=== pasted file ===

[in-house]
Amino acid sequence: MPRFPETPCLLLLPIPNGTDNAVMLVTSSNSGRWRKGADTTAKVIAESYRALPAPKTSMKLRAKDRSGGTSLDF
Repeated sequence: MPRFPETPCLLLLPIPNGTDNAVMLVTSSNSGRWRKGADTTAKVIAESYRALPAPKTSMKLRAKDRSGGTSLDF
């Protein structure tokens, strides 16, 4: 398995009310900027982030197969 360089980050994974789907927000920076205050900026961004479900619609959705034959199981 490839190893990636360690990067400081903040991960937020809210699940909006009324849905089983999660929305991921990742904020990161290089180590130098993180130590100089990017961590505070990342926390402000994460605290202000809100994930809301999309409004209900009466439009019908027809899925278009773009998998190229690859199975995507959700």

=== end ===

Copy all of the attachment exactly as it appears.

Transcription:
[in-house]
Amino acid sequence: MPRFPETPCLLLLPIPNGTDNAVMLVTSSNSGRWRKGADTTAKVIAESYRALPAPKTSMKLRAKDRSGGTSLDF
Repeated sequence: MPRFPETPCLLLLPIPNGTDNAVMLVTSSNSGRWRKGADTTAKVIAESYRALPAPKTSMKLRAKDRSGGTSLDF
């Protein structure tokens, strides 16, 4: 398995009310900027982030197969 360089980050994974789907927000920076205050900026961004479900619609959705034959199981 490839190893990636360690990067400081903040991960937020809210699940909006009324849905089983999660929305991921990742904020990161290089180590130098993180130590100089990017961590505070990342926390402000994460605290202000809100994930809301999309409004209900009466439009019908027809899925278009773009998998190229690859199975995507959700």